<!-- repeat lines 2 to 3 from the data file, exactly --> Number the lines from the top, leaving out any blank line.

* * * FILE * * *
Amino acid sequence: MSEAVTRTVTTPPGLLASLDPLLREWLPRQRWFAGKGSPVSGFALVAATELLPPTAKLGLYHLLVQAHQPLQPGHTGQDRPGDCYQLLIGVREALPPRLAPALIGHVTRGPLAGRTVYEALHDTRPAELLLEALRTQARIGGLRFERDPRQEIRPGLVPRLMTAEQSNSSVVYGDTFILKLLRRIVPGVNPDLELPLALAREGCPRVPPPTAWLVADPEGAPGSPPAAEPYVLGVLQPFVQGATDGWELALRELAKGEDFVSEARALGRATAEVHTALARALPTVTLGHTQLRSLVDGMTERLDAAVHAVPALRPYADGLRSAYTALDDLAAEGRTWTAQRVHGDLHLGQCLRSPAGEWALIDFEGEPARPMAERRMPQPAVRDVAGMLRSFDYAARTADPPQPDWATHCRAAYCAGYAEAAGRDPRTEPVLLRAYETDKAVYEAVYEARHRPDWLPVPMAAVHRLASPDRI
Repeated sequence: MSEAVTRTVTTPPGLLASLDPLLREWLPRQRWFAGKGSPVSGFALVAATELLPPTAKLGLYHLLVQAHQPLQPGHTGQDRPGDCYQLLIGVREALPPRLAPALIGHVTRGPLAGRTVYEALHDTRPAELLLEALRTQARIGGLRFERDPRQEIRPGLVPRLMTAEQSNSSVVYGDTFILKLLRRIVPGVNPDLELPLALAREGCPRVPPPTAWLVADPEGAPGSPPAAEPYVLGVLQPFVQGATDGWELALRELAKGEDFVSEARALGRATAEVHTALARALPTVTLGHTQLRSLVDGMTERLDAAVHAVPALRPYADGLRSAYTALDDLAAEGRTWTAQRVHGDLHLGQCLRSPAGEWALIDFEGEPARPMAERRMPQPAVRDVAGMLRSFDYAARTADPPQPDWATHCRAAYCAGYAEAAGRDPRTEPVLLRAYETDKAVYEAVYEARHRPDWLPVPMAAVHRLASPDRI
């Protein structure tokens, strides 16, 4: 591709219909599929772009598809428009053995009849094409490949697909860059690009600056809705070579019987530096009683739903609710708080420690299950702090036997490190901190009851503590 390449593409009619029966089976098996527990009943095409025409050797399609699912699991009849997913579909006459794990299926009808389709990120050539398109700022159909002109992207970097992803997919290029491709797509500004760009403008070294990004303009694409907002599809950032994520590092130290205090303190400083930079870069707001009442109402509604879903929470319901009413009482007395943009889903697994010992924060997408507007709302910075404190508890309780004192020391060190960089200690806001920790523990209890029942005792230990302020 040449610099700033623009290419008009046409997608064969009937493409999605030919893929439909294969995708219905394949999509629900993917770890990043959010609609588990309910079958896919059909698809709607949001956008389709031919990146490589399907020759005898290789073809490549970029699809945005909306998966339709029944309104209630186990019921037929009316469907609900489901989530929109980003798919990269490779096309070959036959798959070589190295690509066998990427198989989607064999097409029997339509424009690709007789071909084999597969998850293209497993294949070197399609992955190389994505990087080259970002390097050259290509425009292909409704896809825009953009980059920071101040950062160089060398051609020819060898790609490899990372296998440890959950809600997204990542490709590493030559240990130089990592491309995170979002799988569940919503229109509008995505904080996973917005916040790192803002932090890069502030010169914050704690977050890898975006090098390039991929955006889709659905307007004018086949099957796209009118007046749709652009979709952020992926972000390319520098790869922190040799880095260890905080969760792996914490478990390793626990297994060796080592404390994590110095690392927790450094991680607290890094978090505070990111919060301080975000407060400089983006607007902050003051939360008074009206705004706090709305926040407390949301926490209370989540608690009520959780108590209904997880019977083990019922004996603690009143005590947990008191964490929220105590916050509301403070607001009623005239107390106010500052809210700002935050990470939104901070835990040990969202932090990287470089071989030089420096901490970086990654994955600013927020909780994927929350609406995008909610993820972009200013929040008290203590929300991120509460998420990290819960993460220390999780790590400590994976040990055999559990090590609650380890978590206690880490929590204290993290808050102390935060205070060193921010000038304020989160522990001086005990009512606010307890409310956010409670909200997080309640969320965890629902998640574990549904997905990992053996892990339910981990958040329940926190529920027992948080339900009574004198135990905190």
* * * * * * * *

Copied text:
Repeated sequence: MSEAVTRTVTTPPGLLASLDPLLREWLPRQRWFAGKGSPVSGFALVAATELLPPTAKLGLYHLLVQAHQPLQPGHTGQDRPGDCYQLLIGVREALPPRLAPALIGHVTRGPLAGRTVYEALHDTRPAELLLEALRTQARIGGLRFERDPRQEIRPGLVPRLMTAEQSNSSVVYGDTFILKLLRRIVPGVNPDLELPLALAREGCPRVPPPTAWLVADPEGAPGSPPAAEPYVLGVLQPFVQGATDGWELALRELAKGEDFVSEARALGRATAEVHTALARALPTVTLGHTQLRSLVDGMTERLDAAVHAVPALRPYADGLRSAYTALDDLAAEGRTWTAQRVHGDLHLGQCLRSPAGEWALIDFEGEPARPMAERRMPQPAVRDVAGMLRSFDYAARTADPPQPDWATHCRAAYCAGYAEAAGRDPRTEPVLLRAYETDKAVYEAVYEARHRPDWLPVPMAAVHRLASPDRI
């Protein structure tokens, strides 16, 4: 591709219909599929772009598809428009053995009849094409490949697909860059690009600056809705070579019987530096009683739903609710708080420690299950702090036997490190901190009851503590 390449593409009619029966089976098996527990009943095409025409050797399609699912699991009849997913579909006459794990299926009808389709990120050539398109700022159909002109992207970097992803997919290029491709797509500004760009403008070294990004303009694409907002599809950032994520590092130290205090303190400083930079870069707001009442109402509604879903929470319901009413009482007395943009889903697994010992924060997408507007709302910075404190508890309780004192020391060190960089200690806001920790523990209890029942005792230990302020 040449610099700033623009290419008009046409997608064969009937493409999605030919893929439909294969995708219905394949999509629900993917770890990043959010609609588990309910079958896919059909698809709607949001956008389709031919990146490589399907020759005898290789073809490549970029699809945005909306998966339709029944309104209630186990019921037929009316469907609900489901989530929109980003798919990269490779096309070959036959798959070589190295690509066998990427198989989607064999097409029997339509424009690709007789071909084999597969998850293209497993294949070197399609992955190389994505990087080259970002390097050259290509425009292909409704896809825009953009980059920071101040950062160089060398051609020819060898790609490899990372296998440890959950809600997204990542490709590493030559240990130089990592491309995170979002799988569940919503229109509008995505904080996973917005916040790192803002932090890069502030010169914050704690977050890898975006090098390039991929955006889709659905307007004018086949099957796209009118007046749709652009979709952020992926972000390319520098790869922190040799880095260890905080969760792996914490478990390793626990297994060796080592404390994590110095690392927790450094991680607290890094978090505070990111919060301080975000407060400089983006607007902050003051939360008074009206705004706090709305926040407390949301926490209370989540608690009520959780108590209904997880019977083990019922004996603690009143005590947990008191964490929220105590916050509301403070607001009623005239107390106010500052809210700002935050990470939104901070835990040990969202932090990287470089071989030089420096901490970086990654994955600013927020909780994927929350609406995008909610993820972009200013929040008290203590929300991120509460998420990290819960993460220390999780790590400590994976040990055999559990090590609650380890978590206690880490929590204290993290808050102390935060205070060193921010000038304020989160522990001086005990009512606010307890409310956010409670909200997080309640969320965890629902998640574990549904997905990992053996892990339910981990958040329940926190529920027992948080339900009574004198135990905190």